With parts of the Eastern US flooded and West burning, the Biden Administration has lost a court case, forcing it to open up 80 million acres for drilling in the Gulf of Mexico.
Today, Oil Change U.S., Sunrise Movement, Evergreen Action, Sierra Club, Indivisible, and other partners launched a joint Gas Is Not Clean campaign to ensure a potential Clean Energy Standard (CES) or Clean Energy Payment Program (CEPP) prohibits the inclusion of gas.
The new report shows that Indigenous communities resisting the more than 20 fossil fuel projects analyzed have stopped or delayed greenhouse gas pollution equivalent to at least 25 percent of annual U.S. and Canadian emissions.
Our warming world is to blame for the sheer, power and size of storms such as Hurricane Ida, say experts.
Central banks could play a critical role in catalyzing the rapid shift of financial flows away from oil, fossil gas, and coal, and toward the zero-carbon solutions required to confront the climate crisis. To date, however, this is still not happening.
Twelve of the largest central banks around the globe continue to support climate chaos-causing fossil fuels through policy and direct finance, a new report released today finds. Ahead of an annual convening of central bankers in Jackson Hole, Wyoming later this week, the analysis strikes a critical contrast to promises in recent months by the same central banks to align their operations with climate goals.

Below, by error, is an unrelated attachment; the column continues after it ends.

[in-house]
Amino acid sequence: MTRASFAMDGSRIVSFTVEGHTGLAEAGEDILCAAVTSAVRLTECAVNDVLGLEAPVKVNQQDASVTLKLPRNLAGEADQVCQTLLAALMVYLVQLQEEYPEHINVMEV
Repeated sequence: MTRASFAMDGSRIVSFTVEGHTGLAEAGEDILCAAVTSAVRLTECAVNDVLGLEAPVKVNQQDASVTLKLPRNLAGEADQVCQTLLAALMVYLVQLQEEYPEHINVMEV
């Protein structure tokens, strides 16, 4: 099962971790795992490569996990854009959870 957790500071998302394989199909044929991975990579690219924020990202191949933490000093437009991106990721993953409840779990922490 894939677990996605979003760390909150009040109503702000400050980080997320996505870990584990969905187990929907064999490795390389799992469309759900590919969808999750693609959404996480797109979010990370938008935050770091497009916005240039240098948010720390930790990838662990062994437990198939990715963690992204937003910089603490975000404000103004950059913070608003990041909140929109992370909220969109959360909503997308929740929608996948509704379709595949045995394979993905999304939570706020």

A great new investigation by a wonderful old colleague of mine, Antonia Juhasz for Floodlight News and the Guardian, has found that Exxon’s operations in Guyana will send more than 2 billion metric tons of carbon dioxide into the atmosphere.
Today, the U.S. Treasury Department released updated fossil fuel energy guidance for the multilateral development banks (MDBs). Oil Change International experts responded.
The Biden White House released a statement from National Security Advisor Jake Sullivan urging OPEC to increase oil production; Oil Change International experts responded.
New research, published in Nature Climate Change, has found “an almost complete loss of stability over the last century” of the ocean currents known as AMOC or more commonly the Gulf Stream. The currents are already at their slowest point for 1,600 years. But scientists worry that AMOC could be reaching a tipping point, leading to a total collapse.